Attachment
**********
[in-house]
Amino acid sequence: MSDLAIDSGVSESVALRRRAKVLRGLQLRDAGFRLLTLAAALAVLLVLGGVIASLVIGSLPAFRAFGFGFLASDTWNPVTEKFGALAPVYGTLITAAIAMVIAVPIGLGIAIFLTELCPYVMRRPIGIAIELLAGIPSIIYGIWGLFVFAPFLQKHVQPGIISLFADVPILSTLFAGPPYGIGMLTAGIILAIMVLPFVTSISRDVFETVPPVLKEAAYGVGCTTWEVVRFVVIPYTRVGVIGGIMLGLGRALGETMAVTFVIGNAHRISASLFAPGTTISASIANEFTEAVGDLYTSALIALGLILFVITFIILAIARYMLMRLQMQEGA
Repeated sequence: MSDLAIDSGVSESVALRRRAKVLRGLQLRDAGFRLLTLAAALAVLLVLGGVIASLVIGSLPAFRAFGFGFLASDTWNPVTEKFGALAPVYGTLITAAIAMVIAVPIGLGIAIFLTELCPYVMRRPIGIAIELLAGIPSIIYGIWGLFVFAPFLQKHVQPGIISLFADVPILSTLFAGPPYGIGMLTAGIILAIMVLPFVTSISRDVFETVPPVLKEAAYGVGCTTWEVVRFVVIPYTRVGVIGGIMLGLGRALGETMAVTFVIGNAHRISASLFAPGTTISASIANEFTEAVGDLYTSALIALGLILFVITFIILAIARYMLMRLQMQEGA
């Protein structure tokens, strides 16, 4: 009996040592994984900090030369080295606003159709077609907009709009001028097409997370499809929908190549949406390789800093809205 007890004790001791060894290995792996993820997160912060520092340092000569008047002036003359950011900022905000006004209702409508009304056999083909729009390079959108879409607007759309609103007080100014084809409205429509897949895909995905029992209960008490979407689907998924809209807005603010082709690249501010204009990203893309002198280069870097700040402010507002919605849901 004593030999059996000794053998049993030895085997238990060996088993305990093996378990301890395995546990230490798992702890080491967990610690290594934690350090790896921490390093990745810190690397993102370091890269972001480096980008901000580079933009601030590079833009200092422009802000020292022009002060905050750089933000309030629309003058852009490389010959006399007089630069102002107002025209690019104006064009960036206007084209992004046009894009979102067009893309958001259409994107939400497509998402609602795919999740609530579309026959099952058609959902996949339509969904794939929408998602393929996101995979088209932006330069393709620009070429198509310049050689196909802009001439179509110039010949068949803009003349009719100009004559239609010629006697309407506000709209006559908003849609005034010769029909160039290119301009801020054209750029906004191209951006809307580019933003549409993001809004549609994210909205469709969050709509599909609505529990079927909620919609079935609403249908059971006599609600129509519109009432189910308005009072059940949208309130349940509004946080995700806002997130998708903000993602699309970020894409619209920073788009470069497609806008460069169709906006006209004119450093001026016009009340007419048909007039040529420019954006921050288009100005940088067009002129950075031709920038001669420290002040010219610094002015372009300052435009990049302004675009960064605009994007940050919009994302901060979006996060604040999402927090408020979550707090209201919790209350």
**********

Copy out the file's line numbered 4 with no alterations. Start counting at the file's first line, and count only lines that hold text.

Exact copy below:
């Protein structure tokens, strides 16, 4: 009996040592994984900090030369080295606003159709077609907009709009001028097409997370499809929908190549949406390789800093809205 007890004790001791060894290995792996993820997160912060520092340092000569008047002036003359950011900022905000006004209702409508009304056999083909729009390079959108879409607007759309609103007080100014084809409205429509897949895909995905029992209960008490979407689907998924809209807005603010082709690249501010204009990203893309002198280069870097700040402010507002919605849901 004593030999059996000794053998049993030895085997238990060996088993305990093996378990301890395995546990230490798992702890080491967990610690290594934690350090790896921490390093990745810190690397993102370091890269972001480096980008901000580079933009601030590079833009200092422009802000020292022009002060905050750089933000309030629309003058852009490389010959006399007089630069102002107002025209690019104006064009960036206007084209992004046009894009979102067009893309958001259409994107939400497509998402609602795919999740609530579309026959099952058609959902996949339509969904794939929408998602393929996101995979088209932006330069393709620009070429198509310049050689196909802009001439179509110039010949068949803009003349009719100009004559239609010629006697309407506000709209006559908003849609005034010769029909160039290119301009801020054209750029906004191209951006809307580019933003549409993001809004549609994210909205469709969050709509599909609505529990079927909620919609079935609403249908059971006599609600129509519109009432189910308005009072059940949208309130349940509004946080995700806002997130998708903000993602699309970020894409619209920073788009470069497609806008460069169709906006006209004119450093001026016009009340007419048909007039040529420019954006921050288009100005940088067009002129950075031709920038001669420290002040010219610094002015372009300052435009990049302004675009960064605009994007940050919009994302901060979006996060604040999402927090408020979550707090209201919790209350």